Zuzana Zvarová – Peter Horanský
Ilava brewery
Beer brewing has had a long tradition in Slovakia. Documents from early feudal times show evidence that lieges, nobility as well as clergy brewed beer. Beer making was concentrated in emerging towns. The right to brew was one of the basic rights of the bourgeois. In independent royal towns, this right was connected to particular houses. In villages, beer brewing was the right of the nobility, who were its main users since the 16th century as a significant source of income. The nobility rented breweries as well as off-licences; beer was also brewed in many subjective towns.
The town of Ilava was formed around the castle of the same name, which is first mentioned in a document from 1318. Initially it belonged to the Trenčín castle domain, but later became a seat of an independent castle estate that changed from owner to owner. Mainly it was the family of Ostrožič, who owned Ilava and the castle estate until 1684, and who significantly developed the town.
One of the few preserved older buildings in Ilava is the manorial brewery. The first monument research took place there in 2007, and explained the construction development of the building. The first mention of beer brewing in Ilava comes from 1598. In 1601 there were allegedly two breweries belonging to the Ostrosic, but only one was renewed and finished in 1630 – 1635. The year of 1635, when renovation ended, was the official year of the founding of Ilava brewery. The oldest building of the manorial brewery from 1630 – 1635 was a ground renaissance building with a ground plan in the letter “L”, which corresponds to its contemporary state. From interiors of this construction phase, there remained the large vaulted rooms in its south-eastern wing. In 1693 Count Siegfried Christoph Breuner of Stubingen purchased the brewery and from 1698 the brewery was in the hands of Breuner’s son-in-law, Count Königsegg from German Aulendorf, who enlarged it. The brewery acquired a new look during a large reconstruction and partial, one-floor extension after 1740. In the second half of the 18th century, the brewery was enlarged again. Beer brewing was doing well in Ilava because its brewery was the largest in the Trenčín region in the 19th century, with an annual production of 3,000 hectolitres of beer. In the first half of the 20th century banks took hold of the brewery. In 1948 construction of a new brewery started, which was put in operation in 1950. This coincidence ensured that the brewery building was preserved in its almost authentic form up today. After the brewery was privatised in 1992 the production of beer constantly declined until it fully stopped in 2000.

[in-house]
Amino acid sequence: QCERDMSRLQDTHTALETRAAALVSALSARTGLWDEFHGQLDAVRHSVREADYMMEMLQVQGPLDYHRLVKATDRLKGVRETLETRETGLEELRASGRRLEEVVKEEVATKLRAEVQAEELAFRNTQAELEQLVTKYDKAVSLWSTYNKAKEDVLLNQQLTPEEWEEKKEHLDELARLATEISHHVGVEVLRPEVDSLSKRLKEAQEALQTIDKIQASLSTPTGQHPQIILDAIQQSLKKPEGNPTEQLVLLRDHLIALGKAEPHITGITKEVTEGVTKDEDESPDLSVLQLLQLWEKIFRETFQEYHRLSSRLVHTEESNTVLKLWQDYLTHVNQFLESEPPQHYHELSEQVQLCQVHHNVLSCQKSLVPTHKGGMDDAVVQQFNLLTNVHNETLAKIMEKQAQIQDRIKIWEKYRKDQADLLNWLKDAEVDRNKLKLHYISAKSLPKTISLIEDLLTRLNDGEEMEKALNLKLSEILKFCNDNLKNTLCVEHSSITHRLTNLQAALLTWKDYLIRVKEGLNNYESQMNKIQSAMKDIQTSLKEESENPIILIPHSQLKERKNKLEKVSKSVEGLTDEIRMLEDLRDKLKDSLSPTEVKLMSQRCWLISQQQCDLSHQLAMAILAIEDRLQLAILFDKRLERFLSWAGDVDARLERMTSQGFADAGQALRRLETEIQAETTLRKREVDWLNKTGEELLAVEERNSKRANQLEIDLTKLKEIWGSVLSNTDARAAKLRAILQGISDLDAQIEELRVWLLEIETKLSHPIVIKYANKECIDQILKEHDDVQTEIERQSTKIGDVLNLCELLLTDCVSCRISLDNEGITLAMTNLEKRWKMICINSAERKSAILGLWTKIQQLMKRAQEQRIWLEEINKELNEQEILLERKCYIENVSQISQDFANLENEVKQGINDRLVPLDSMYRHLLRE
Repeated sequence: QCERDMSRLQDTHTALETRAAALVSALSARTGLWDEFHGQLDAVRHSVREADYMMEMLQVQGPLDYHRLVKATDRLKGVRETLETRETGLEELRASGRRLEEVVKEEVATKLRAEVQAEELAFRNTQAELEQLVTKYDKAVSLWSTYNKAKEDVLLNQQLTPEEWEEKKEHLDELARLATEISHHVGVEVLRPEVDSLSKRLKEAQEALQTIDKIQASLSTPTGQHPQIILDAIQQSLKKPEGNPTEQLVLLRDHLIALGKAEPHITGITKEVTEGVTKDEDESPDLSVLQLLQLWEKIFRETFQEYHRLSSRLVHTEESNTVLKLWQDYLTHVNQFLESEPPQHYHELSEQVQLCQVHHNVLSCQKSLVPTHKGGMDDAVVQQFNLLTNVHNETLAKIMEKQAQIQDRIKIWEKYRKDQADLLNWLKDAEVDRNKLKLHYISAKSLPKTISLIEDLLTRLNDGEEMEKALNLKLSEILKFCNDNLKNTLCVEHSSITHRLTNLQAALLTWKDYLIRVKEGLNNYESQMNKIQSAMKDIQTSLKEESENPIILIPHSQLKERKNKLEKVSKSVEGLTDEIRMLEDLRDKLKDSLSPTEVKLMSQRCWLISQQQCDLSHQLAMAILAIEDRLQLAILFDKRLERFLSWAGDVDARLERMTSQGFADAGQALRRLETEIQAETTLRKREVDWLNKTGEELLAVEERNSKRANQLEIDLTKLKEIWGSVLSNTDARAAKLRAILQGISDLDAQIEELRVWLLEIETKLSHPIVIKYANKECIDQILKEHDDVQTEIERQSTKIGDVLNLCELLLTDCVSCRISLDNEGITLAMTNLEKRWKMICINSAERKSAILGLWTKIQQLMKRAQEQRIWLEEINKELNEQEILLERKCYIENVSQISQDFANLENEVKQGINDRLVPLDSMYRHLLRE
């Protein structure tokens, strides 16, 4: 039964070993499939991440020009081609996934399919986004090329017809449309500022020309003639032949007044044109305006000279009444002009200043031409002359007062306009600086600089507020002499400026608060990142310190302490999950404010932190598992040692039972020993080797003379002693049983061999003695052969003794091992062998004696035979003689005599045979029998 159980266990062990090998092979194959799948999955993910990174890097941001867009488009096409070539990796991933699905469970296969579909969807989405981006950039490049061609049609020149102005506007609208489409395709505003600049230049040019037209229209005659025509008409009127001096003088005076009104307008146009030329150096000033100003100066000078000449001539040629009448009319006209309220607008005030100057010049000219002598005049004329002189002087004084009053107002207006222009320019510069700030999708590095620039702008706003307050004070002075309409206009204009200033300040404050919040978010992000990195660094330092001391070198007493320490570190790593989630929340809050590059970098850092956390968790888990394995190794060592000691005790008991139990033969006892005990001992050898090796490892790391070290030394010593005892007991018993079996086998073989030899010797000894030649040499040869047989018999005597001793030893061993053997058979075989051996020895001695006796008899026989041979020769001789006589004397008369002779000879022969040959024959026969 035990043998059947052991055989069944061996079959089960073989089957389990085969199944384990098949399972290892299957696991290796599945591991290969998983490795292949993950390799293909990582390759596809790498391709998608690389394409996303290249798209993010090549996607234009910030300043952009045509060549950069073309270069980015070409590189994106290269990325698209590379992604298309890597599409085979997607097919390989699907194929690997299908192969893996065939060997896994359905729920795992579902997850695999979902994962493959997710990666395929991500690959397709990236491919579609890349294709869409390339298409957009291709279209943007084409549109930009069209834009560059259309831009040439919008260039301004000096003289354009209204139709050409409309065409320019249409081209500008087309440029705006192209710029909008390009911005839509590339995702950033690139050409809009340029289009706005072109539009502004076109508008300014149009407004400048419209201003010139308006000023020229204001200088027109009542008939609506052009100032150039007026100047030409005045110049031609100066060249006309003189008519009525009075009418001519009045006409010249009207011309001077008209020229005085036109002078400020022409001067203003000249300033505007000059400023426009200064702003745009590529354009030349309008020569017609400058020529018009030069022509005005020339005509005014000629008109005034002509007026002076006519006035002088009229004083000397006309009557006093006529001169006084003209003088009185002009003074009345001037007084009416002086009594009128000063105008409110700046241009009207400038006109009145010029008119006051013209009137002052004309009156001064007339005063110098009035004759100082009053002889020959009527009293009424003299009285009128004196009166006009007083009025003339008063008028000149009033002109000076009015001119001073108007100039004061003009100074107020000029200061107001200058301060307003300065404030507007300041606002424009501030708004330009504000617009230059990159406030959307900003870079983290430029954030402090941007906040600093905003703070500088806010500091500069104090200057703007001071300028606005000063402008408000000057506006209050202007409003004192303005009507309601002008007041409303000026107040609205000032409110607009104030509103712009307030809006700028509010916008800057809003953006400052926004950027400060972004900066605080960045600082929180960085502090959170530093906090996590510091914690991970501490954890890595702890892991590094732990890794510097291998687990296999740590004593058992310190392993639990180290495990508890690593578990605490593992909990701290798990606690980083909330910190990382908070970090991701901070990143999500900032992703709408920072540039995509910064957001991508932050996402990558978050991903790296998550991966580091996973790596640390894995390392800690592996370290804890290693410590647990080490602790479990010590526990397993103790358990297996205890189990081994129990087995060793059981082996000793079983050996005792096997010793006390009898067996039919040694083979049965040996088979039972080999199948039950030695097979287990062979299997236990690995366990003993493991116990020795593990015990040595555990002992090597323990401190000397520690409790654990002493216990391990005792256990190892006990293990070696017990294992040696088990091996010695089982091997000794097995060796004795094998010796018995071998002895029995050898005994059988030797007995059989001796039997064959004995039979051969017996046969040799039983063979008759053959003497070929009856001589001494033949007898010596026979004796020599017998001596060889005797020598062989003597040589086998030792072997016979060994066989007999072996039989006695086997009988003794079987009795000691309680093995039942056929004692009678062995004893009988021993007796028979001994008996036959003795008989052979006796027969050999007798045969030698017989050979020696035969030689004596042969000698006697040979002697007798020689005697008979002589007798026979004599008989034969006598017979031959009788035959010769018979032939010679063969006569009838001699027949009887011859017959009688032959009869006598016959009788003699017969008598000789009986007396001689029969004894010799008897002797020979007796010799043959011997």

Dagmar Poláčková
Ľudovít Fulla – avant-garde in graphic design
The first and second issue of the Private Letters of Ľudovít Fulla (1902 – 1980) and Mikuláš Galanda (1895 – 1938) issued on February 28 and later on April 30, 1930 manifested not only the inclination of both Slovak painters to modern European art trends, with several works illustrating the proclaimed opinions, but also the congenial graphic concept. Such a brief attempt to formulate one’s art programme and introduce it in such a form to the public has long been unique in Slovakia.  
Simultaneously, it was an attempt to initiate communication with an audience and thereby explain the principles of the new art required by the new period. By that time both artists had not only created many works and held many exhibitions of respected artistic works, they also spent several years teaching at Bratislava Arts and Crafts School (1928 – 1939), not unlike the German Bauhaus. Part of the teaching process was an experiment, which Fulla understood to be a creative method – a search for a route. He looked for connections between the west (functionalism, elementarism) and the east (suprematism, constructivism). 
Fulla studied in Prague (1922 – 1927) and therefore knew the whole of Czech and western typographic avant-garde. His inclination to elementarism and function showed through constants in the following years 1928 – 1934: colour, plane, light, and architecture of shape and destruction of illusionary space. In 1929 – 1933 he dedicated quite a large space to experiment, mainly in graphic design and stage setting. Fulla found joy in the typographic experiment, as the pages of the Slovenská Grafia magazine suggest. He even transported these typographic montages and illustrations as a composition element to theatre stage. In many of his stage settings, created for the Slovak National Theatre, Fulla used identical, though colour transformed graphic images based on contrasting shiny coloured planes – elementary red, green and blue, which absorb the expansive colours of grey, black and brown. Asymmetry of obtuse and acute angles of one-coloured planes on stage settings completes the dynamics of the whole scene. After 1934 Fulla continued with graphic design, but his retreat from an avant-garde concept is clear and definite.